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Orlando's Local 6 News reported earlier this week that under the new Health Care law, users' credit scores affected the amount they will have to pay for their premiums. The worse your credit score is, the more you will be required to pay.
However, representatives from HealthCare.gov told Raw Story that these claims were simply not true. Louis Bolden from Local 6 reported this story, at the end of his report warning his viewers that there were other reasons to be concerned about the new law.
“I understand that one of the concerns is actually about credit scores, people are being asked to show their credit score when signing up.” Bolden continued, “That’s right, Lisa, it is asking you to show your credit score — it is required. And we were told if you have a low credit score, it could effect what you pay for premiums.” He then said in a follow-up report: “It’s like buying a house or a car. Your credit score and other factors can determine your interest rate. In this case, it can determine how much you pay in premiums.”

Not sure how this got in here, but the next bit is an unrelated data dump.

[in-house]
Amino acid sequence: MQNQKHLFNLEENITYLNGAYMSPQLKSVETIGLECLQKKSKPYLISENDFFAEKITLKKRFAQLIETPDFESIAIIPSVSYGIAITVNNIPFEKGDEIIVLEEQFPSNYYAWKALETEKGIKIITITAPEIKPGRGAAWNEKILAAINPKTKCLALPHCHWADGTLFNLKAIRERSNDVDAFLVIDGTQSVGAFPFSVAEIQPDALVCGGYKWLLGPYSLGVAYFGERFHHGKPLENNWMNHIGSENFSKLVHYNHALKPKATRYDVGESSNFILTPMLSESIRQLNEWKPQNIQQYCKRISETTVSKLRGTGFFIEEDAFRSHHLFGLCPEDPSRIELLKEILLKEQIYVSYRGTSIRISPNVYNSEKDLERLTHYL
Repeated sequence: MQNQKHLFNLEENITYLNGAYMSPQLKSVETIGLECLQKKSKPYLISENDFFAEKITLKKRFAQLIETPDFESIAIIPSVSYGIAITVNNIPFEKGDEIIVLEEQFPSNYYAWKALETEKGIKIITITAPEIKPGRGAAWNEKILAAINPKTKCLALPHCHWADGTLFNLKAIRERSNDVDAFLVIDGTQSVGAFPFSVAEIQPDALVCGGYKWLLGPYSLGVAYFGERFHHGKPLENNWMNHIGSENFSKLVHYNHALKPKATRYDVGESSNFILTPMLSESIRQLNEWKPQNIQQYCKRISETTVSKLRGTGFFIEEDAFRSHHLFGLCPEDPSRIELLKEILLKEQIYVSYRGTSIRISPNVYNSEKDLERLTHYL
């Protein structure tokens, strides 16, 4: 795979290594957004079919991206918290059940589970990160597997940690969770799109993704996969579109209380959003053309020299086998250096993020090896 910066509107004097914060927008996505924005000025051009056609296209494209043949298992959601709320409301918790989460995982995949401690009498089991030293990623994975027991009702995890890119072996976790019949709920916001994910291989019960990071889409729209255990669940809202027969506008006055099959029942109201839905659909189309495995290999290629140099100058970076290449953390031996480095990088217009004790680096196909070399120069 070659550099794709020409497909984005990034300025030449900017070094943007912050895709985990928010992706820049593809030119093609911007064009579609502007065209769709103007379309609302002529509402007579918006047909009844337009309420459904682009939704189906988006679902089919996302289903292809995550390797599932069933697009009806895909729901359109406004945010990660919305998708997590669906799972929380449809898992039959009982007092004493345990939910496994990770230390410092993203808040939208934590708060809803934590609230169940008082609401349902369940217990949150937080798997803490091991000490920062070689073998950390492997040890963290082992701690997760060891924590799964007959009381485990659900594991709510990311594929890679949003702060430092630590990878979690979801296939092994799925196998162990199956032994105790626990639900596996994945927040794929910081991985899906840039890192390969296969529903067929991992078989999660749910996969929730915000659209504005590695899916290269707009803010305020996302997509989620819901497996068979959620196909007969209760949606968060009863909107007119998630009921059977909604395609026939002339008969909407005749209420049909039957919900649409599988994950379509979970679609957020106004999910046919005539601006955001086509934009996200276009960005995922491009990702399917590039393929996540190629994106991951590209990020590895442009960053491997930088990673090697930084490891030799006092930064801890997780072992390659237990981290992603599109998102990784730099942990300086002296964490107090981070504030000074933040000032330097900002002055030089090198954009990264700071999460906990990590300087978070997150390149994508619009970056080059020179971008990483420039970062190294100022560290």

A commenter on DailyKos who said they were trained as an Affordable Healthcare Act "Navigator" denied these claims, saying “I have spent the last week training to be a navigator here in Illinois. NO WHERE in all of those 7 days of training was a credit score mentioned in any way shape or form. The whole point is to get uninsured people onto a health care plan of some kind. If people have bad credit or no job at all, our job is to find them an avenue to health care.”
A representative from HealthCare.gov said they only used credit checks to verify identities and were in no way used for determining premiums.
Read the full report: